Mesopotamia during the times; while not every ruler who grant debt
remission in seven years, the practice was not something unheard. The
primary reason for the remission was always about helping those in
need, since “loans to individuals in such circumstances were acts
of charity rather than commercial ventures, and the forgiving of such
loans was an extension of the charity”5;
this concept is more evident as the subsequent verses display such
acts of charity. The verse “you should rather open your hand,
willingly lending enough to meet the need, whatever it may be”
(Deut 15:8) is a perfect example of such. “Give liberally and be
ungrudging when you do so, for on this account the LORD your God will
bless you in all your work and in all that you undertake” (Deut
15:10) is another giveaway telling about being charitable.

Furthermore, the
passage comes with a punishment: people are called to treat their
neighbors with kindness as Deut 15:9 warns about the consequences of
becoming hostile to the neighbor just before the seventh year. If
ancient creditors were to be compared with modern businesses,
especially those with debt collector agencies and little to no regard
about customers in debt, one can understand that modern businesses
would become more hostile and threaten the “neighbor” to court
rather than cancel all the debts. Therefore, historical context is
important in order to understand what is going on in the passage.
Also,
parts of the remission of debts bear significance with other books of
the Bible – Leviticus being the one in specific. Lev 25, talking
about the Jubilee, has its share of comparisons with Deut 15: first,
the Jubilee was after seven sabbath years, sold land is returned to
the owners, which could equal to giving them “financial standing”
back in the same how how forgiving debts keeps one’s financial
standing. Lastly, slaves are to be released in a similar way found in
Deut 15:12-19. After all, “The theological undergirding of this
law Lev 25 is that people of Israel are the servants of Yahweh who
redeemed them from Egypt”6;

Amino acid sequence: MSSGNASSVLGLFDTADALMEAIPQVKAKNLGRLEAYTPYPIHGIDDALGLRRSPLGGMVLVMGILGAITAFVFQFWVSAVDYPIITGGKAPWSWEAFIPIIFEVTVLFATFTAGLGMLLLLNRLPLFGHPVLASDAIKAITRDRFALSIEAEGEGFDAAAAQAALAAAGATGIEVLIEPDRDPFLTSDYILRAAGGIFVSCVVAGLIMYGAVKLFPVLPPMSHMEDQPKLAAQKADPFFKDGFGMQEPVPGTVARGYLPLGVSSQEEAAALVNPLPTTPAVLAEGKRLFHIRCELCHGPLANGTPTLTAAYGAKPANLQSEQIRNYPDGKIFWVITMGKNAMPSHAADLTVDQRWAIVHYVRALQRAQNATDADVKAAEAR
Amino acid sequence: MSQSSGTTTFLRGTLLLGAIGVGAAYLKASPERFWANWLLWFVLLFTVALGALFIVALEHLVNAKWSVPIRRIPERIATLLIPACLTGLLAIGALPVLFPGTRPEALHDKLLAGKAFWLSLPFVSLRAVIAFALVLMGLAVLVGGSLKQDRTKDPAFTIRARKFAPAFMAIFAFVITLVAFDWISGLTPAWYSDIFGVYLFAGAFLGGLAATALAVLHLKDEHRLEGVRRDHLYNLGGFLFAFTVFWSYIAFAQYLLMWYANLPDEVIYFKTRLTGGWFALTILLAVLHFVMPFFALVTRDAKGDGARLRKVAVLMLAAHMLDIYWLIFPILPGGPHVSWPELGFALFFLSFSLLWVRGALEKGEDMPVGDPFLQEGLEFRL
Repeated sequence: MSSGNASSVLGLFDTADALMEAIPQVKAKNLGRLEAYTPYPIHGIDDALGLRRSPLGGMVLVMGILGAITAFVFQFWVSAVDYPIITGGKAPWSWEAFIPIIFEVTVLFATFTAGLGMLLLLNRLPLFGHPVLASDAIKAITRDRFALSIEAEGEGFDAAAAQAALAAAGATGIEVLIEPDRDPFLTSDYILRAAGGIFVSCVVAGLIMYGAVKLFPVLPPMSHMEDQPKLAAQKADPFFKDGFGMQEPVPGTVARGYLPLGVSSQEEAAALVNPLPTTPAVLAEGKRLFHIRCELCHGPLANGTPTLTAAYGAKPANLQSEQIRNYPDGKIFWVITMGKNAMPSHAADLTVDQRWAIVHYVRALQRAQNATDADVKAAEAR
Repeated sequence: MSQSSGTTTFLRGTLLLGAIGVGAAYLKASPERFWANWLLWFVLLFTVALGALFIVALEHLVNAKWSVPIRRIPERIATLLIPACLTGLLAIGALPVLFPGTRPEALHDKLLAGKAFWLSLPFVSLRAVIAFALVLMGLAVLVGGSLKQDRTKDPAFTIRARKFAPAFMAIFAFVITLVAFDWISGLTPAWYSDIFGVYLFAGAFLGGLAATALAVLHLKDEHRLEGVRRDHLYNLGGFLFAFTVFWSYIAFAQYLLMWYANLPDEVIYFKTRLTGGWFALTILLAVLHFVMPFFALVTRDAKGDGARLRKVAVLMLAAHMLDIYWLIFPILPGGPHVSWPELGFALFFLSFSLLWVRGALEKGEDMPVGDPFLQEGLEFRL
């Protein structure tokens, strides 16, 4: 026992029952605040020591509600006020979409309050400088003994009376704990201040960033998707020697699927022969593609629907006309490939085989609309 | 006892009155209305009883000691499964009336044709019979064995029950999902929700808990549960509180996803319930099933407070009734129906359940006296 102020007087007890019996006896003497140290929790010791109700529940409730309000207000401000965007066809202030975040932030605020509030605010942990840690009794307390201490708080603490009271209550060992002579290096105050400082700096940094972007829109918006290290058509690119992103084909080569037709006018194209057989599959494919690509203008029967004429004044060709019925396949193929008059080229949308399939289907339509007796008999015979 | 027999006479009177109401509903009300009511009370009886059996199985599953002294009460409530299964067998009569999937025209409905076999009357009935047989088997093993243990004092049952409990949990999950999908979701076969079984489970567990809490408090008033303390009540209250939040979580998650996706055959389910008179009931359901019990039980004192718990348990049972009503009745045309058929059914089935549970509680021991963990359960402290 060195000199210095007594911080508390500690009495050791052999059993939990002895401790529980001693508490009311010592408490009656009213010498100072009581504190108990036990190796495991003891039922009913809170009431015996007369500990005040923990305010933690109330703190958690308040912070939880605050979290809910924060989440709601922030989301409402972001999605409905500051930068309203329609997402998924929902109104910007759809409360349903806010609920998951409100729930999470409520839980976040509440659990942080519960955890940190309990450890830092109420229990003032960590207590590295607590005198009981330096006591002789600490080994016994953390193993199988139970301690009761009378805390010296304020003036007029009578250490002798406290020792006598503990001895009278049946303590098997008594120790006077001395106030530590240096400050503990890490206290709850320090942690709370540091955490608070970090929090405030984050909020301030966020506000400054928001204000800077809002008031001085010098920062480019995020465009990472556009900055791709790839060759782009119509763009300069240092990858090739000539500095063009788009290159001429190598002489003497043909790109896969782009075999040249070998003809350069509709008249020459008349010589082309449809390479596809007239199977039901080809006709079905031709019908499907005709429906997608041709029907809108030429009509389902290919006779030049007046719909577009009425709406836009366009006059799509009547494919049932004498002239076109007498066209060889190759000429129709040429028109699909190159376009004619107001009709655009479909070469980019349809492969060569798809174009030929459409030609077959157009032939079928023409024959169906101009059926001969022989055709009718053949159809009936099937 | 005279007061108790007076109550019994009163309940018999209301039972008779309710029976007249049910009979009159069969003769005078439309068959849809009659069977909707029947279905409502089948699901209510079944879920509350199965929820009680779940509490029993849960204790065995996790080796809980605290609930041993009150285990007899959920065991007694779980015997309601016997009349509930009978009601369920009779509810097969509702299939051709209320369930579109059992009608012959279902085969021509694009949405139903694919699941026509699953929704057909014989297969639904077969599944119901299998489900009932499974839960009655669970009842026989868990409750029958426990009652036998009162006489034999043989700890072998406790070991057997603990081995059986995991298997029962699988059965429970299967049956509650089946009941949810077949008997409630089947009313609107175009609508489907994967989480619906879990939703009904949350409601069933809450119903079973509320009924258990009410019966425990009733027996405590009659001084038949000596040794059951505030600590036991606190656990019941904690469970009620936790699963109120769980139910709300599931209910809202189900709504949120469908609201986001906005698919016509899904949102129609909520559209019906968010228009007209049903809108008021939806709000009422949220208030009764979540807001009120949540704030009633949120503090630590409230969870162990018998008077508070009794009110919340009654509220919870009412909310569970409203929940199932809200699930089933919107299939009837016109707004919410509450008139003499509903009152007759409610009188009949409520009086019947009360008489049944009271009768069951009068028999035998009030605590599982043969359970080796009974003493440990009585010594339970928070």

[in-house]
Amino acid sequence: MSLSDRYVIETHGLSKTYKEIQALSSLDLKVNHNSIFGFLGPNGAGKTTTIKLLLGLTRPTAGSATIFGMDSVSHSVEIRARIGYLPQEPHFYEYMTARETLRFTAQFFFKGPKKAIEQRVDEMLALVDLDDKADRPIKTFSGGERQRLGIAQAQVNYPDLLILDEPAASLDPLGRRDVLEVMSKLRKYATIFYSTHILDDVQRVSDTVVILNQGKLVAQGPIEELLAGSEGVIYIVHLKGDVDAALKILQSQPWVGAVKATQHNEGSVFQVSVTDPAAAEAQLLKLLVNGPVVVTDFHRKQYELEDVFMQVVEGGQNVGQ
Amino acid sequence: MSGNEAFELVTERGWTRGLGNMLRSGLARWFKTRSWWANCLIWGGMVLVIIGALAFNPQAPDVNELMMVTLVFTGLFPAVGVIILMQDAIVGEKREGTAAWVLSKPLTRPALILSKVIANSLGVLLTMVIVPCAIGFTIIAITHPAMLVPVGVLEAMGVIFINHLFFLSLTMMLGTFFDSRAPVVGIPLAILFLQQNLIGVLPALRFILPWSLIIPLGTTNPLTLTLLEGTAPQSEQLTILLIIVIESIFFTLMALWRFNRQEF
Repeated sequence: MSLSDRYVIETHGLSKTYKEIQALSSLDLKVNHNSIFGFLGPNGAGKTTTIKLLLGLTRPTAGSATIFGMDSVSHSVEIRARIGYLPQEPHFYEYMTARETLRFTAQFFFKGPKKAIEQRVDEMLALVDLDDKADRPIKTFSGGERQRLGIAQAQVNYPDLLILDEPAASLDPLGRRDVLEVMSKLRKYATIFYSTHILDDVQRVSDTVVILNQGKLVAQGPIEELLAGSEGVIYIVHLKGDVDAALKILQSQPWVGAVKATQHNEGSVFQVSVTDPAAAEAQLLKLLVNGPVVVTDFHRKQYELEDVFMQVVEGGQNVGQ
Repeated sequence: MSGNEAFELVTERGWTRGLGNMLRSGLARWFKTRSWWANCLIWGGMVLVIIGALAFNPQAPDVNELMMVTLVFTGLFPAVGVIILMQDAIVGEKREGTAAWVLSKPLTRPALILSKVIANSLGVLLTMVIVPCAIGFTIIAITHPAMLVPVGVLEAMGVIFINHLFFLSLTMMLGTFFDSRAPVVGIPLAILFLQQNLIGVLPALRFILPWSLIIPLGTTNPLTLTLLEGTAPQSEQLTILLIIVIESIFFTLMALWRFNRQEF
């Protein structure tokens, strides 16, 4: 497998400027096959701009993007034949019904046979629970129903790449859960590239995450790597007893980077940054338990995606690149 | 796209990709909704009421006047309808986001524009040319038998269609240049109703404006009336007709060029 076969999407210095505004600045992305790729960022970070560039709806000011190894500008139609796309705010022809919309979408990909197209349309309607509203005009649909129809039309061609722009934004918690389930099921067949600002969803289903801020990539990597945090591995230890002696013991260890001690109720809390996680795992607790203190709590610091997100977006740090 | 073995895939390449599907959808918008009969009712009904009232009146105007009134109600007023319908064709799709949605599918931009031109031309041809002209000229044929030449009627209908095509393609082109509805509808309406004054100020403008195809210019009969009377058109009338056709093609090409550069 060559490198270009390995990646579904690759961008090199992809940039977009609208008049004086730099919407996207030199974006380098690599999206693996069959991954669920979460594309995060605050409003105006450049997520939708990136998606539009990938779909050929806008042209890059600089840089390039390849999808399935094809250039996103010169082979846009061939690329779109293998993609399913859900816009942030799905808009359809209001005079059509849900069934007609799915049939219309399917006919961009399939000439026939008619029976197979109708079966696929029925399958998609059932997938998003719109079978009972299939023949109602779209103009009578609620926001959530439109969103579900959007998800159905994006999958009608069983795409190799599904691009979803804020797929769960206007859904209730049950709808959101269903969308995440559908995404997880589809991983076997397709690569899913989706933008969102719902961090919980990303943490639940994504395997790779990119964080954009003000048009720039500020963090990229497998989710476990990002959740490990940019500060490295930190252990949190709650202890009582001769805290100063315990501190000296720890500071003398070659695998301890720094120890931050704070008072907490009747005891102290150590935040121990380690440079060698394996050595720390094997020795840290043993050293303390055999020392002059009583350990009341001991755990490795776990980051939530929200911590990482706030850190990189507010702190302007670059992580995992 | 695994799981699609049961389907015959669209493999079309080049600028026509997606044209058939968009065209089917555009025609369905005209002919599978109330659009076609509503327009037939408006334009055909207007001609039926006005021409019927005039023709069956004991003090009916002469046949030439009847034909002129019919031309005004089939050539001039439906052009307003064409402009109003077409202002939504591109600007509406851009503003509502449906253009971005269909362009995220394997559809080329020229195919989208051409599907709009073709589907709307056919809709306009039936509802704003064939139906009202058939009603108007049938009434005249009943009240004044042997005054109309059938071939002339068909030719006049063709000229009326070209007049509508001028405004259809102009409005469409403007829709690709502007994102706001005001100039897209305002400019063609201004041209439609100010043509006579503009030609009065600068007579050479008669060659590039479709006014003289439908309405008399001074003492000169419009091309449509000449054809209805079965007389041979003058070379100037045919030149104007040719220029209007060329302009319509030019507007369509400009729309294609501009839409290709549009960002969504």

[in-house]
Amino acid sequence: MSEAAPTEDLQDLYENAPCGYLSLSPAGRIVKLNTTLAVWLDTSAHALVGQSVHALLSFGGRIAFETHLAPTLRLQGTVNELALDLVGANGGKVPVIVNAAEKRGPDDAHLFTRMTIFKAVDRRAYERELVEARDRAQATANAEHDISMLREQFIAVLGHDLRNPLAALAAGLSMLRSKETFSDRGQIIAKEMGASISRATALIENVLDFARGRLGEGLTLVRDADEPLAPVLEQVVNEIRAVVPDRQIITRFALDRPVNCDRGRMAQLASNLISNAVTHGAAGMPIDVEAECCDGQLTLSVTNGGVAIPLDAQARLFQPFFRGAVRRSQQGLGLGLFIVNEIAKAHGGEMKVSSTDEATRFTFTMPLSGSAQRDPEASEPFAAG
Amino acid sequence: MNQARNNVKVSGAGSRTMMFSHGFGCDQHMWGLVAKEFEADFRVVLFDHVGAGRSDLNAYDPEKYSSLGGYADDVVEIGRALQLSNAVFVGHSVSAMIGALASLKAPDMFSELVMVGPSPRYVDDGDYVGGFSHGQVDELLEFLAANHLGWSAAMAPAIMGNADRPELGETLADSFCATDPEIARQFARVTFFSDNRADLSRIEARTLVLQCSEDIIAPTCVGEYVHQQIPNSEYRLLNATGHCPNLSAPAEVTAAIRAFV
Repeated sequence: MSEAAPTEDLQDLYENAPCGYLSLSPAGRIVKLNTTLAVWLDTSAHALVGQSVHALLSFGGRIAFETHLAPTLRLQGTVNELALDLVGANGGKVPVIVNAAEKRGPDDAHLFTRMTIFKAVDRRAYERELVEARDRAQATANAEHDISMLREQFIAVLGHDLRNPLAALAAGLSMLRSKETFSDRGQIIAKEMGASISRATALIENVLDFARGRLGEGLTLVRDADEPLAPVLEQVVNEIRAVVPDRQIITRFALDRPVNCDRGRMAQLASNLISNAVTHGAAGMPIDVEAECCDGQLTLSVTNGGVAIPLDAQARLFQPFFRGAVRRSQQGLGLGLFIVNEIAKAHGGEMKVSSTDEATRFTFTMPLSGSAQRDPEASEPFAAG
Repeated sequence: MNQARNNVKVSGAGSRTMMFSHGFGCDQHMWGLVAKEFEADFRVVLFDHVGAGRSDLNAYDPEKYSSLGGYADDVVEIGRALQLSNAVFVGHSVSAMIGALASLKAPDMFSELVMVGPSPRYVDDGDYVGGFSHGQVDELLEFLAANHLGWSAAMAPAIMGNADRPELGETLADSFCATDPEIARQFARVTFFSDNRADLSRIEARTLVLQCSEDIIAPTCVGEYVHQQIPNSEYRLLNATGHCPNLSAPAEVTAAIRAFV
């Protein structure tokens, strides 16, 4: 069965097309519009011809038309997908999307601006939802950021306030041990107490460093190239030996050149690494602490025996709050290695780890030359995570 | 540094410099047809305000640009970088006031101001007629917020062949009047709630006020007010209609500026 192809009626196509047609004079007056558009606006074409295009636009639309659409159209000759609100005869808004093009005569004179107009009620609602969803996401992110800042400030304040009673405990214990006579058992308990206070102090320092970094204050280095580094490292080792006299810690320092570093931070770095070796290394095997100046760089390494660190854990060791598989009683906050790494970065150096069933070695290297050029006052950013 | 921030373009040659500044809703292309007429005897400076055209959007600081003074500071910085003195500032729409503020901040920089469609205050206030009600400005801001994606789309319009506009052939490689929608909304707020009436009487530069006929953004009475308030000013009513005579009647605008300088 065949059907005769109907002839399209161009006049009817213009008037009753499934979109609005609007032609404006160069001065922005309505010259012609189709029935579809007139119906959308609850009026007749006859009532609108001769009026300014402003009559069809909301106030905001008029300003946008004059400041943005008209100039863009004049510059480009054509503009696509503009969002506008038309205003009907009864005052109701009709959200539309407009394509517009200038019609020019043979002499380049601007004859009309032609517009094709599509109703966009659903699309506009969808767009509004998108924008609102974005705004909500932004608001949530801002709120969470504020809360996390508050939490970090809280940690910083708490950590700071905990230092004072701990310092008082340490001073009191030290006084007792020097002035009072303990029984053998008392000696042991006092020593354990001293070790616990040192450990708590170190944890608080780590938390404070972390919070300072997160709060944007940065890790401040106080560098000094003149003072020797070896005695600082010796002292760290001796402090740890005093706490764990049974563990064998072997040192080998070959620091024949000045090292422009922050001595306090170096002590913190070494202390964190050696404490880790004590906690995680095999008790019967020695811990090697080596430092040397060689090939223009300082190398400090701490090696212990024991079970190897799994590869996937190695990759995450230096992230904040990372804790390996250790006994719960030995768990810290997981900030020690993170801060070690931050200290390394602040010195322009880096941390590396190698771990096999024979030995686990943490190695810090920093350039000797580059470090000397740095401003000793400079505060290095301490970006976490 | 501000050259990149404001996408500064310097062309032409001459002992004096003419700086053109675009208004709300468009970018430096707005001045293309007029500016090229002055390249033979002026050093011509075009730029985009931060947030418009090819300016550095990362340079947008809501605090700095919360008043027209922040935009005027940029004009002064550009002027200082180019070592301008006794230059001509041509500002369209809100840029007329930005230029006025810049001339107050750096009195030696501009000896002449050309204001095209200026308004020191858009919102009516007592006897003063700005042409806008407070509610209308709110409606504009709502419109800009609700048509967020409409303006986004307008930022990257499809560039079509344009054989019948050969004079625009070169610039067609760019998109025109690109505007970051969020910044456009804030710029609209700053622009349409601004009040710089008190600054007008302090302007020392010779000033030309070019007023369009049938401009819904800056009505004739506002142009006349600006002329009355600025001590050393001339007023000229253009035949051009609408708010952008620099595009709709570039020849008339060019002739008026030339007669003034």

it is not just a coincidence when both passages speak about God
freeing the Israelites from Egypt, but rather an acknowledgement of
God’s mercy. Leviticus is just one of the many books where the reader
might be able to find passages that are similar or deal with the same
matter.

Now that the reason
behind the remission has been explained, an overlook of Deut 15:4-11
will explain why and how God will listen to His people. Before it has
been discussed about the contradiction with Deut 15:4, 15:7, and
15:11. However, one must remember to not take everything from the
Bible literally. In verse 4, the words “among you” clearly
explain that God is talking about His people, whereas in verse 11,
Moses is talking about everyone in general, foreigners included. Such
draws comparisons to verse 3, where foreigners are exempt from the
remission. There are many interpretations about this contrast, and
mostly emphasize about obedience: one of them states that “The law
here is an attempt to alleviate the suffering of the poor. If Israel
obeys God’s law, it will be so prosperous that ‘many nations’ will
turn to Israel
for
loans in time to come”7.
The last sentence may also be related to verse 11 – people in need
will probably come from the same “many nations” that are
borrowing “loans”, and Moses commands the Israelites to be open
in giving them the loans, especially to the needy.
Others,
such as the Jewish society, point out that “if Israel will obey
God’s laws, the present law will be unnecessary”8.
However, knowing how Israelites acted and questioned Moses’ validity
in Exodus, chances are that they will not obey God instead; in fact,
“since Israel will ultimately break faith with God, it will violate
the conditions required for the elimination of poverty”9,
therefore prompting Moses to personally add his commandment in verse
11.

Based on such, God
demands obedience, as He has always done with His people; only by
obeying God Israel will receive all the boons in Deut 15:4-6. Also,